Throughout their 90-minute set Bon Iver thoroughly enamored the Bowl crowd with songs from their entire discography, including newer material from last year’s bountiful Bon Iver” album, as well as favorites from 2008’s For Emma, Forever Ago, all of which meshed well with the more obscure Beach Baby from the Blood Bank EP and a cover of Bjork’s Who Is It (see setlists at bottom).  The songs from For Emma have been enlarged and enhanced by the big band and new arrangements.  The sequencing and transitions between songs were perfect, with (thankfully) minimal stage banter. Vernon spoke best through the music while vacillating between electric (Thoreau can play, people!) and acoustic guitars, and keyboard/effects to great affect. But we were most surprised by the strength and versatility of Vernon’s falsetto vocals. At times he even invoked the ghost of Marvin Gaye. Yes, he’s that good live. In addition to Vernon, Colin Stetson nimbly strutted on bass, baritone, and alto sax, and even tossed in some clarinet for good measure. Sean Carey was MMVP (Most Musically Valuable Player), adding instrumental accents (his violin-see the penultimate photo below-and guitar playing were particularly adept) to go with stirring harmony vocals. The rest of the band filled in and enhanced sublimely (the dual-drumming, Mike Noyce’s guitar and sonorous harmonies, and Reginald Pace’s trombone segments and intricate percussionisms were especially appreciated). It all added up to estimable ensemble playing.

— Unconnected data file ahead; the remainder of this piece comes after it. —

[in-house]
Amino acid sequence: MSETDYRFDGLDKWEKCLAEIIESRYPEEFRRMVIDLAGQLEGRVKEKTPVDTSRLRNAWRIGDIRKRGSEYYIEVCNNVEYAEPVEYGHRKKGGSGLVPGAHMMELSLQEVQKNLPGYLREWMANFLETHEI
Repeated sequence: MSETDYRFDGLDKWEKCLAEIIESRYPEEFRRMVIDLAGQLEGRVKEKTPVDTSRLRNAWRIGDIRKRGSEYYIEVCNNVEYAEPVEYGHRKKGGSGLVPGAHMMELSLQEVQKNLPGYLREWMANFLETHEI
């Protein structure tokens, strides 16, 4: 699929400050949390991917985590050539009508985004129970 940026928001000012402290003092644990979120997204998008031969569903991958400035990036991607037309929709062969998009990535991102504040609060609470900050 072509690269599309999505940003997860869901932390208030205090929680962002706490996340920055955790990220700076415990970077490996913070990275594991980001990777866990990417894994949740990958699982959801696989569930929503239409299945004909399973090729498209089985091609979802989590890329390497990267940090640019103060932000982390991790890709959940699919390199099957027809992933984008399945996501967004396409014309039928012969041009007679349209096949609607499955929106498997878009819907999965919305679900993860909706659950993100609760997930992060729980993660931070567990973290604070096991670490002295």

After settling in on stage, the band kicked into the memorable opening riff of Perth before moving into the TV-on-the-Radio-meets-banjo sounds of Minnesota, WI. Up next was one of the best songs written in this millennium, Holocene. We’d be lying if we told you it did not move. Contrary to the lyric, the band and song were truly magnificent.  After came the towering jangle of Towers followed by the obscure but heart-rending Beach Baby (with original pedal steel beautifully supplanted by dueling-violins).  Hinnom, Tx  was followed by the clock-tower tones of Wash.  The band then turned Creature Fear into the “rocking segment” of the evening (check the video below from 3:37 on and particularly at 5:57 when the light show kicked up).  The beloved Blood Bank followed, with Colin Stetson’s primal intro and Vernon’s soulfully sung words following.  Next up was re: Stacks and as with the others, the band held the crowd in its palm.  One of our and the crowd’s favorites, Flume, followed and flaunted its harmonious wares (the combo of horns and harmonies were heavenly).  What followed was easily the highlight of the evening:  Skinny Love.  Bon Iver long ago (well, four years ago anyway) built from this song foundation, and it is solid rock.  Just check out the first Skinny Love video below (thanks D!) at 2:20 when the world thankfully disappears (for a bit at least).  The band then closed out their main set with a Calgary-Lisbon,OH-Beth/Rest medley. Calgary was suitably cherished by the crowd, and the medley’s transitions were sagely subtle. We have our usual complaint about Beth/Rest: must we endure the vocoder, Justin? Less vocoder!! Despite Vernon’s deliberate affectations and voc(oder)ation, the song’s melodies and delivery eventually overcame the effects.